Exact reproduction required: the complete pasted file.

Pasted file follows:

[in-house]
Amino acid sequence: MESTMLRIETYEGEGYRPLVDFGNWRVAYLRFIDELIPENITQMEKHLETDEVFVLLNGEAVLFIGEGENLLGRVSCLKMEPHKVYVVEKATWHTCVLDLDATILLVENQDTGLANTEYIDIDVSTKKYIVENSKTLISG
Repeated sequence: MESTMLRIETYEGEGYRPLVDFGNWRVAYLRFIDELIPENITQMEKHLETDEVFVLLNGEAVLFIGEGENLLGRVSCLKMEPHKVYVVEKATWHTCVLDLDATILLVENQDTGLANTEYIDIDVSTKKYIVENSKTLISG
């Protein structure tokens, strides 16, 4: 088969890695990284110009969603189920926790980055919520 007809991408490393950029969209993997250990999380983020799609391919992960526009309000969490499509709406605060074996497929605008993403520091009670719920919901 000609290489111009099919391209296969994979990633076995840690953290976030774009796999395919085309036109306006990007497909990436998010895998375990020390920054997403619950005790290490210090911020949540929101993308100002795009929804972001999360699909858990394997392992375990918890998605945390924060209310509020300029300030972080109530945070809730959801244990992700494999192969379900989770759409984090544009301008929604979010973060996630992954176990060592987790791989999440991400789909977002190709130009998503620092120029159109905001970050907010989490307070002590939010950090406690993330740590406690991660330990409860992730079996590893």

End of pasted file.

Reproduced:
[in-house]
Amino acid sequence: MESTMLRIETYEGEGYRPLVDFGNWRVAYLRFIDELIPENITQMEKHLETDEVFVLLNGEAVLFIGEGENLLGRVSCLKMEPHKVYVVEKATWHTCVLDLDATILLVENQDTGLANTEYIDIDVSTKKYIVENSKTLISG
Repeated sequence: MESTMLRIETYEGEGYRPLVDFGNWRVAYLRFIDELIPENITQMEKHLETDEVFVLLNGEAVLFIGEGENLLGRVSCLKMEPHKVYVVEKATWHTCVLDLDATILLVENQDTGLANTEYIDIDVSTKKYIVENSKTLISG
């Protein structure tokens, strides 16, 4: 088969890695990284110009969603189920926790980055919520 007809991408490393950029969209993997250990999380983020799609391919992960526009309000969490499509709406605060074996497929605008993403520091009670719920919901 000609290489111009099919391209296969994979990633076995840690953290976030774009796999395919085309036109306006990007497909990436998010895998375990020390920054997403619950005790290490210090911020949540929101993308100002795009929804972001999360699909858990394997392992375990918890998605945390924060209310509020300029300030972080109530945070809730959801244990992700494999192969379900989770759409984090544009301008929604979010973060996630992954176990060592987790791989999440991400789909977002190709130009998503620092120029159109905001970050907010989490307070002590939010950090406690993330740590406690991660330990409860992730079996590893």